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Washington Mutual Settles Securities Lawsuit

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Seattle, WAWashington Mutual has reportedly reached a settlement in the securities lawsuit filed against it by shareholders. The securities fraud settlement is reportedly the largest ever in Western Washington and joins the ranks as one of the largest class-action settlements to stem from the financial meltdown. Plaintiffs filed the securities fraud litigation alleging Washington Mutual executives and directors violated securities laws.

According to The Seattle Times (07/01/11), Washington Mutual's shareholders will share part of the $208.5 million offered in the settlement. Those shareholders include pension plans, individual investors and investment funds, which alleged Washington Mutual executives failed in their duties to shareholders. The shareholders potentially hold almost 1.5 billion shares in Washington Mutual common stock and more than 10 million shares of preferred stock.

According to the lawsuit, Washington Mutual directors and executives assured investors that they were safe from certain losses even though the company offered high-risk mortgage loans. Plaintiffs alleged Washington Mutual executives made false and misleading statements to investors.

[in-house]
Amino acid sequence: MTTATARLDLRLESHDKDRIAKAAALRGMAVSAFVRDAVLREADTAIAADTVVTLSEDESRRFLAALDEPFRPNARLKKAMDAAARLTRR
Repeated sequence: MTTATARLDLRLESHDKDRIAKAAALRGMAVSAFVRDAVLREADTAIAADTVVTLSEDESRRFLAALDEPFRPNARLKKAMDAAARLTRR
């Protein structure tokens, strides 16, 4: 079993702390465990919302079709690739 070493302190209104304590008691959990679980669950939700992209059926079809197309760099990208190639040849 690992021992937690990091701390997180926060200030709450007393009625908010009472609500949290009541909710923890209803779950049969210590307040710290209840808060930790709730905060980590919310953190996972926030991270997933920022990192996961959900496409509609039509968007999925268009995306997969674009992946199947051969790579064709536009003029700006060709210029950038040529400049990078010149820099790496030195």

The Wall Street Journal (07/01/11) notes that an amended complaint filed in 2009 alleges Washington Mutual's financial circumstances, "rendered WaMu stock an unduly risky and inappropriate investment option for participants' retirement savings."

Washington Mutual filed for bankruptcy in September 2008.

In another large settlement, Wells Fargo reportedly agreed to settle lawsuits linked to the sale of mortgage pass-through certificates for $125 million. According to Reuters (07/07/11), the lawsuit was filed by a group of pension funds on behalf of holders of mortgage pass-through certificates. A spokesperson for Wells Fargo said the settlement is not an admission of guilt. The certificates in question were sold from 2005 through 2007.

Meanwhile, Morgan Keegan won a securities fraud lawsuit related to its sale of auction rate securities. According to Thomson Reuters (06/29/11), the Securities and Exchange Commission (SEC) filed suit against Morgan Keegan, alleging the financial firm hid the risks associated with auction rate debt. The SEC alleged that Morgan Keegan told customers the securities were a cash equivalent with zero risk.

A judge, however, dismissed the lawsuit, saying the company disclosed the risks to investors and was not responsible for problems with the auction rate securities market.


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